Windows Exchange: From Email Client to Unified Communications Server

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Windows Exchange started out as Microsoft Exchange, an e-mail client included with Windows 95 and subsequent versions up to Windows 98. During this period, it was renamed Windows Messaging, which was succeeded by Outlook Express and Outlook, the current e-mail clients offered by Microsoft.

Microsoft’s move towards unified communications started with Microsoft Fax that stored fax messages in the same .pst format as other messages. Microsoft Fax could also act as a server sending and receiving faxes.

Windows Exchange Server

Exchange Server 4.0 was offered to the public as an x.400 based client-server mail system that had a single database and supported x.500 directory services. Databases stored such things as e-mail messages and user details while the directory pointed to all the resources and users in the system.

Within one year of the above release, Exchange Server 5.0 was released that had several new features such as a new Exchange Administrator console, support for SMTP e-mail protocol, and a new Web mail interface. Web mail can be accessed from anywhere through a browser unlike the local access provided by e-mail client programs such as Outlook Express.

The Exchange Server 2000 allowed increased sizes of databases and increased number of servers in a cluster to a maximum of four. However, it had no built-in Directory Service and depended on Microsoft’s Active Directory that also had to be installed.

Exchange Server 2003 had compatibility features that allowed users to migrate slowly from their earlier versions. A one-time migration from the old to the new would have meant considerable disruption for companies with many distributed servers. The new application also offered speedier recovery from disasters and e-mail operations could continue while stored messages were being recovered from the backup.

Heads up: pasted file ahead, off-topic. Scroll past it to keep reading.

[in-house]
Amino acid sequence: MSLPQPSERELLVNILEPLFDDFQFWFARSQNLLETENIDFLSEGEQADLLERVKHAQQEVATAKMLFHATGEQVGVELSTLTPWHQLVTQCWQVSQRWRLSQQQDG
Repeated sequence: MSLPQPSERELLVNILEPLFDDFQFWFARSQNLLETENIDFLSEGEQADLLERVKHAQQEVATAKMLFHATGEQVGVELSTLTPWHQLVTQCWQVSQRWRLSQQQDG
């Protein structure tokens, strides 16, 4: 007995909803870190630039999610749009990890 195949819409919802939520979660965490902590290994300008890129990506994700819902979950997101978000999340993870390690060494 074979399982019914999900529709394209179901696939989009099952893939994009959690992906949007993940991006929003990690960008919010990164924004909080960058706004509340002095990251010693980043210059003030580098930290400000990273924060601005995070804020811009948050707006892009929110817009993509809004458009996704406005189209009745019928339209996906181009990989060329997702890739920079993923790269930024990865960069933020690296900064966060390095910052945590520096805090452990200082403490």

The 2003 version offered access to mobile communications, better spam and virus protection, improved administration tools for managing messages and mailbox.

Exchange Server 2007 came with many new features including unified messaging, and improved calendaring, mobility and Web access for the increasingly mobile information technology workers. The unified messaging allowed users to receive voice-mail, e-mail and faxes in their mailboxes, and access the mailboxes from mobile phones and wireless devices.
There were also other improvements such as increased security through encryption, the ability to automate routine administrative tasks through scripts, and increased database sizes and storage group numbers.

Exchange Server 2010

The latest version of Exchange Server is wholly 64-bit and provides a better mobile experience with support for RSS, SMS and Instant Messaging. Archiving is integrated and items can be managed through retention policies. Server administration is role-based allowing for greater delegation. Lower cost disks are supported for information storage adding to the cost reduction advantage. Direct intercept of messages, blocking of messages and encryption enhance compliance capabilities.

An upgrade to Exchange Server 2010 can thus lead to cost reduction, better compliance and improved administrator and user experience. However, managing an exchange server with many capabilities in addition to e-mail, such as unified communications and Instant Messaging, can prove complex despite all the administration-facilitating tools.

Certain actions can help to reduce the complexity of the task, and also result in a better experience of the final users, the communicators. We look at the major steps that can help in separate articles.

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